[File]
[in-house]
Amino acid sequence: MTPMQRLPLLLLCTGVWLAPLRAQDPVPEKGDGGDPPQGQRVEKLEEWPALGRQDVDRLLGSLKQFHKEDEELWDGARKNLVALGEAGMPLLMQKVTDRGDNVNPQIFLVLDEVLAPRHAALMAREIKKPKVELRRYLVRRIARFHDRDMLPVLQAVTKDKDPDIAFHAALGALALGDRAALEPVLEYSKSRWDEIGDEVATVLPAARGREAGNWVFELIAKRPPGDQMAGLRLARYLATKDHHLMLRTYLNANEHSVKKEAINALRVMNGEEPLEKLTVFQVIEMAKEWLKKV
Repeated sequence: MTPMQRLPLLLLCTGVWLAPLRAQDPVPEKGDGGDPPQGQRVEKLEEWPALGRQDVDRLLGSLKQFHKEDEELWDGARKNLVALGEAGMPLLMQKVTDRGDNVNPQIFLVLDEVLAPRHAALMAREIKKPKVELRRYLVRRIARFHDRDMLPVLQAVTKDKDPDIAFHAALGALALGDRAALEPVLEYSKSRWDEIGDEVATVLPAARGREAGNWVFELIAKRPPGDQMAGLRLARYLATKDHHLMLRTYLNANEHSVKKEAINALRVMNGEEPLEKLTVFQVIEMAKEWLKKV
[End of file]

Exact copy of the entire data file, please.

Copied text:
[in-house]
Amino acid sequence: MTPMQRLPLLLLCTGVWLAPLRAQDPVPEKGDGGDPPQGQRVEKLEEWPALGRQDVDRLLGSLKQFHKEDEELWDGARKNLVALGEAGMPLLMQKVTDRGDNVNPQIFLVLDEVLAPRHAALMAREIKKPKVELRRYLVRRIARFHDRDMLPVLQAVTKDKDPDIAFHAALGALALGDRAALEPVLEYSKSRWDEIGDEVATVLPAARGREAGNWVFELIAKRPPGDQMAGLRLARYLATKDHHLMLRTYLNANEHSVKKEAINALRVMNGEEPLEKLTVFQVIEMAKEWLKKV
Repeated sequence: MTPMQRLPLLLLCTGVWLAPLRAQDPVPEKGDGGDPPQGQRVEKLEEWPALGRQDVDRLLGSLKQFHKEDEELWDGARKNLVALGEAGMPLLMQKVTDRGDNVNPQIFLVLDEVLAPRHAALMAREIKKPKVELRRYLVRRIARFHDRDMLPVLQAVTKDKDPDIAFHAALGALALGDRAALEPVLEYSKSRWDEIGDEVATVLPAARGREAGNWVFELIAKRPPGDQMAGLRLARYLATKDHHLMLRTYLNANEHSVKKEAINALRVMNGEEPLEKLTVFQVIEMAKEWLKKV